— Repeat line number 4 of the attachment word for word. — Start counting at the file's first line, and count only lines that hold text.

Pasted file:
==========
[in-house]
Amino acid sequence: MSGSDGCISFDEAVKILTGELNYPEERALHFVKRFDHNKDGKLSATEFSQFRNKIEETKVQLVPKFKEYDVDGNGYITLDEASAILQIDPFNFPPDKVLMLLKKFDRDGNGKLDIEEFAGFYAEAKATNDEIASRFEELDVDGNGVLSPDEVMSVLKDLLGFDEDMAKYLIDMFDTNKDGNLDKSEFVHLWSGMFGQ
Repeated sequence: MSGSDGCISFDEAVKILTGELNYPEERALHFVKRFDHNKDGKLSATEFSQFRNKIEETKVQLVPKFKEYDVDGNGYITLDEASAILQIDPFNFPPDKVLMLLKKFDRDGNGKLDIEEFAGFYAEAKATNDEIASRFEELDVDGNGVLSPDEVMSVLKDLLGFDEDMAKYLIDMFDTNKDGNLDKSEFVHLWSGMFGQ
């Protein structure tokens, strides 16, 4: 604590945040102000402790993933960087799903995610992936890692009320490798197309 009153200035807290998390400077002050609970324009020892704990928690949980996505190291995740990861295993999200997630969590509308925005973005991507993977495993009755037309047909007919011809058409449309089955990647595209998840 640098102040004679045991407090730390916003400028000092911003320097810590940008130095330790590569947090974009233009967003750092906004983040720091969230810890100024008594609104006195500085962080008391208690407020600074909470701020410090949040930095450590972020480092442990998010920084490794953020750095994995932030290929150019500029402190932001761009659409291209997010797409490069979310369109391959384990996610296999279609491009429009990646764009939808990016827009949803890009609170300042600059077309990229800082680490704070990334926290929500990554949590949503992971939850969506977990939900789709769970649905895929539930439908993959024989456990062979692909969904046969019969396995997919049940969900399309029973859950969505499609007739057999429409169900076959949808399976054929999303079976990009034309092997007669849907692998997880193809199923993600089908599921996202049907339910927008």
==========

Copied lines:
């Protein structure tokens, strides 16, 4: 604590945040102000402790993933960087799903995610992936890692009320490798197309 009153200035807290998390400077002050609970324009020892704990928690949980996505190291995740990861295993999200997630969590509308925005973005991507993977495993009755037309047909007919011809058409449309089955990647595209998840 640098102040004679045991407090730390916003400028000092911003320097810590940008130095330790590569947090974009233009967003750092906004983040720091969230810890100024008594609104006195500085962080008391208690407020600074909470701020410090949040930095450590972020480092442990998010920084490794953020750095994995932030290929150019500029402190932001761009659409291209997010797409490069979310369109391959384990996610296999279609491009429009990646764009939808990016827009949803890009609170300042600059077309990229800082680490704070990334926290929500990554949590949503992971939850969506977990939900789709769970649905895929539930439908993959024989456990062979692909969904046969019969396995997919049940969900399309029973859950969505499609007739057999429409169900076959949808399976054929999303079976990009034309092997007669849907692998997880193809199923993600089908599921996202049907339910927008």